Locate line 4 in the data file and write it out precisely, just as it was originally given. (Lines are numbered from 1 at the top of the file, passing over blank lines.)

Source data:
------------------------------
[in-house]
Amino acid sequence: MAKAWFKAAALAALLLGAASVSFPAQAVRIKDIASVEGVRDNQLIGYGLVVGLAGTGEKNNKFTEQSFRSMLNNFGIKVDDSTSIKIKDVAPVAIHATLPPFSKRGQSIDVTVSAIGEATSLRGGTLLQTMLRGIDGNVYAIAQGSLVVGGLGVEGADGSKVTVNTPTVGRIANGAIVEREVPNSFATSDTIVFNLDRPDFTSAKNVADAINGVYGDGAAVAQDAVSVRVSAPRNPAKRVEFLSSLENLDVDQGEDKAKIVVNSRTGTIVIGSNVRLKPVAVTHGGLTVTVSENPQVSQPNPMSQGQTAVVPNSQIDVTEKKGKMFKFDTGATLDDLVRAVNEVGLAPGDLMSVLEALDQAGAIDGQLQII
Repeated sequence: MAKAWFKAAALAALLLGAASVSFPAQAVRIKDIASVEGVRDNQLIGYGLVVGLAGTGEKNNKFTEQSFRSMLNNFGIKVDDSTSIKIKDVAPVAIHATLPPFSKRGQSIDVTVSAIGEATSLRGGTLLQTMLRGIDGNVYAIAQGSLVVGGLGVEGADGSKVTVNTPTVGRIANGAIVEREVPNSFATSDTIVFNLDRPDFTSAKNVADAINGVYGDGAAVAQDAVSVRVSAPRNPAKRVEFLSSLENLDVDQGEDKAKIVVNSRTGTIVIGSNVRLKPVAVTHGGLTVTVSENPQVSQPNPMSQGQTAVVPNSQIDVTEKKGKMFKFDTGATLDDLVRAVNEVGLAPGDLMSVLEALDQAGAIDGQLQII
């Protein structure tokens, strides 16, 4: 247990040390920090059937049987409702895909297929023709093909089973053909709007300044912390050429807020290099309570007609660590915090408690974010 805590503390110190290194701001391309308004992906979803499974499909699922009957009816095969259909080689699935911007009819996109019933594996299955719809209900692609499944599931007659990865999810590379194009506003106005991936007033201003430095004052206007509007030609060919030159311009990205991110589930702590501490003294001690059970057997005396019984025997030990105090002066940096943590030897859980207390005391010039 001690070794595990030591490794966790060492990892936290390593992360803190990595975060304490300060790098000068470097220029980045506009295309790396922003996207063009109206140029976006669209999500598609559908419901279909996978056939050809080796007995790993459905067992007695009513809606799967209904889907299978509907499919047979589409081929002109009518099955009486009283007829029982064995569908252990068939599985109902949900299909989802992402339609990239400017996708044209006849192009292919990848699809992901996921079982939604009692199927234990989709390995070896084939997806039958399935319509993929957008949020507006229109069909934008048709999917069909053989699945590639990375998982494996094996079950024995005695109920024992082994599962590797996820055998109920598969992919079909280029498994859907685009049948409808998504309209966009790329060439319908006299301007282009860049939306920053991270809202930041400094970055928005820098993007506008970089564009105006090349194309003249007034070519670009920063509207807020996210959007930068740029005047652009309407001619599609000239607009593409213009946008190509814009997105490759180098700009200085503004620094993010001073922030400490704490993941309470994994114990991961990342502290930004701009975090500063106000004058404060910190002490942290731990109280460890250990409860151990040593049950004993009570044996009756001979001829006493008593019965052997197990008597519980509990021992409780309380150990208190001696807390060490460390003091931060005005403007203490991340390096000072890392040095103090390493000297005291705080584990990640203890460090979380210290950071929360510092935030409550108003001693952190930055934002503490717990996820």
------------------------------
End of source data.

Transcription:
């Protein structure tokens, strides 16, 4: 247990040390920090059937049987409702895909297929023709093909089973053909709007300044912390050429807020290099309570007609660590915090408690974010 805590503390110190290194701001391309308004992906979803499974499909699922009957009816095969259909080689699935911007009819996109019933594996299955719809209900692609499944599931007659990865999810590379194009506003106005991936007033201003430095004052206007509007030609060919030159311009990205991110589930702590501490003294001690059970057997005396019984025997030990105090002066940096943590030897859980207390005391010039 001690070794595990030591490794966790060492990892936290390593992360803190990595975060304490300060790098000068470097220029980045506009295309790396922003996207063009109206140029976006669209999500598609559908419901279909996978056939050809080796007995790993459905067992007695009513809606799967209904889907299978509907499919047979589409081929002109009518099955009486009283007829029982064995569908252990068939599985109902949900299909989802992402339609990239400017996708044209006849192009292919990848699809992901996921079982939604009692199927234990989709390995070896084939997806039958399935319509993929957008949020507006229109069909934008048709999917069909053989699945590639990375998982494996094996079950024995005695109920024992082994599962590797996820055998109920598969992919079909280029498994859907685009049948409808998504309209966009790329060439319908006299301007282009860049939306920053991270809202930041400094970055928005820098993007506008970089564009105006090349194309003249007034070519670009920063509207807020996210959007930068740029005047652009309407001619599609000239607009593409213009946008190509814009997105490759180098700009200085503004620094993010001073922030400490704490993941309470994994114990991961990342502290930004701009975090500063106000004058404060910190002490942290731990109280460890250990409860151990040593049950004993009570044996009756001979001829006493008593019965052997197990008597519980509990021992409780309380150990208190001696807390060490460390003091931060005005403007203490991340390096000072890392040095103090390493000297005291705080584990990640203890460090979380210290950071929360510092935030409550108003001693952190930055934002503490717990996820």